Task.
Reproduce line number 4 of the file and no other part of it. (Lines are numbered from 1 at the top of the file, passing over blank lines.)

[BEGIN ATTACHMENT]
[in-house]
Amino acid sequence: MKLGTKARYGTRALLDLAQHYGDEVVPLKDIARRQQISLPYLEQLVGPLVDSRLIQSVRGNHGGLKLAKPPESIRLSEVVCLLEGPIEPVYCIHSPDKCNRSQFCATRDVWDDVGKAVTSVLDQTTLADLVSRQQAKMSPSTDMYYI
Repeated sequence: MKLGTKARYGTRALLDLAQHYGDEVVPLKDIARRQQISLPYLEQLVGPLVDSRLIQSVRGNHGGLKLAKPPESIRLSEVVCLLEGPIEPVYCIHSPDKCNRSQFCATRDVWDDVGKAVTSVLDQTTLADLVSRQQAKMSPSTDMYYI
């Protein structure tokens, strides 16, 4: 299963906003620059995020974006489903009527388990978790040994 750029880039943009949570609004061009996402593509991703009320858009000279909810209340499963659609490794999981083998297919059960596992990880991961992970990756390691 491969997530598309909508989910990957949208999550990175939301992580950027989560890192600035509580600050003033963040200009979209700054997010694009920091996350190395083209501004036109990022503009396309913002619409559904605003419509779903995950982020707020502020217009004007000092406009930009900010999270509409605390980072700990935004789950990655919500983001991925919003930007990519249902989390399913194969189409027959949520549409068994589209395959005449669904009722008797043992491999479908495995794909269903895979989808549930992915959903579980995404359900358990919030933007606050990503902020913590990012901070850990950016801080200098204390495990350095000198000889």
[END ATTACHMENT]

């Protein structure tokens, strides 16, 4: 299963906003620059995020974006489903009527388990978790040994 750029880039943009949570609004061009996402593509991703009320858009000279909810209340499963659609490794999981083998297919059960596992990880991961992970990756390691 491969997530598309909508989910990957949208999550990175939301992580950027989560890192600035509580600050003033963040200009979209700054997010694009920091996350190395083209501004036109990022503009396309913002619409559904605003419509779903995950982020707020502020217009004007000092406009930009900010999270509409605390980072700990935004789950990655919500983001991925919003930007990519249902989390399913194969189409027959949520549409068994589209395959005449669904009722008797043992491999479908495995794909269903895979989808549930992915959903579980995404359900358990919030933007606050990503902020913590990012901070850990950016801080200098204390495990350095000198000889």